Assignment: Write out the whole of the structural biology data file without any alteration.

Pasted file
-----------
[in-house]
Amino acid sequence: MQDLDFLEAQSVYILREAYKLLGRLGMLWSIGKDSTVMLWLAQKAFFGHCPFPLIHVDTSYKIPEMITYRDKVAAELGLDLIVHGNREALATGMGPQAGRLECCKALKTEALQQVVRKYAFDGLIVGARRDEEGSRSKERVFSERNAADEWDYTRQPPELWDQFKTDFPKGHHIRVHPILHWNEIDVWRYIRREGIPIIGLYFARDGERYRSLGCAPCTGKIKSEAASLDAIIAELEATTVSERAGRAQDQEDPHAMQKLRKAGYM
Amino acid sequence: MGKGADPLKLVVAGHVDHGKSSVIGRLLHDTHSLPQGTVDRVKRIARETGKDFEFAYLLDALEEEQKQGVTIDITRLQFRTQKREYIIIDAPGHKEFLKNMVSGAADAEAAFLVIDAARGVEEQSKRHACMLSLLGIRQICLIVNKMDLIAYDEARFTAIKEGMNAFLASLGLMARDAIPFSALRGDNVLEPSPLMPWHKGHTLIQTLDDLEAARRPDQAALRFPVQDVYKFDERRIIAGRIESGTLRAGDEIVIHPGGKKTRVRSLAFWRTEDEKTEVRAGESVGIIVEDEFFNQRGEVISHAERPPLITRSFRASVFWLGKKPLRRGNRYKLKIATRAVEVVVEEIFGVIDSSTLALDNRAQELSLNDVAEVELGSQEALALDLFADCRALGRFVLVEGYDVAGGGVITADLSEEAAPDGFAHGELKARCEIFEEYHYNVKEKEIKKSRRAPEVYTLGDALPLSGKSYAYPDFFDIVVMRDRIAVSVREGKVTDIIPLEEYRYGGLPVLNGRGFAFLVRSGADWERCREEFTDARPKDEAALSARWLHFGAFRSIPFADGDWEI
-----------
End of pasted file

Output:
[in-house]
Amino acid sequence: MQDLDFLEAQSVYILREAYKLLGRLGMLWSIGKDSTVMLWLAQKAFFGHCPFPLIHVDTSYKIPEMITYRDKVAAELGLDLIVHGNREALATGMGPQAGRLECCKALKTEALQQVVRKYAFDGLIVGARRDEEGSRSKERVFSERNAADEWDYTRQPPELWDQFKTDFPKGHHIRVHPILHWNEIDVWRYIRREGIPIIGLYFARDGERYRSLGCAPCTGKIKSEAASLDAIIAELEATTVSERAGRAQDQEDPHAMQKLRKAGYM
Amino acid sequence: MGKGADPLKLVVAGHVDHGKSSVIGRLLHDTHSLPQGTVDRVKRIARETGKDFEFAYLLDALEEEQKQGVTIDITRLQFRTQKREYIIIDAPGHKEFLKNMVSGAADAEAAFLVIDAARGVEEQSKRHACMLSLLGIRQICLIVNKMDLIAYDEARFTAIKEGMNAFLASLGLMARDAIPFSALRGDNVLEPSPLMPWHKGHTLIQTLDDLEAARRPDQAALRFPVQDVYKFDERRIIAGRIESGTLRAGDEIVIHPGGKKTRVRSLAFWRTEDEKTEVRAGESVGIIVEDEFFNQRGEVISHAERPPLITRSFRASVFWLGKKPLRRGNRYKLKIATRAVEVVVEEIFGVIDSSTLALDNRAQELSLNDVAEVELGSQEALALDLFADCRALGRFVLVEGYDVAGGGVITADLSEEAAPDGFAHGELKARCEIFEEYHYNVKEKEIKKSRRAPEVYTLGDALPLSGKSYAYPDFFDIVVMRDRIAVSVREGKVTDIIPLEEYRYGGLPVLNGRGFAFLVRSGADWERCREEFTDARPKDEAALSARWLHFGAFRSIPFADGDWEI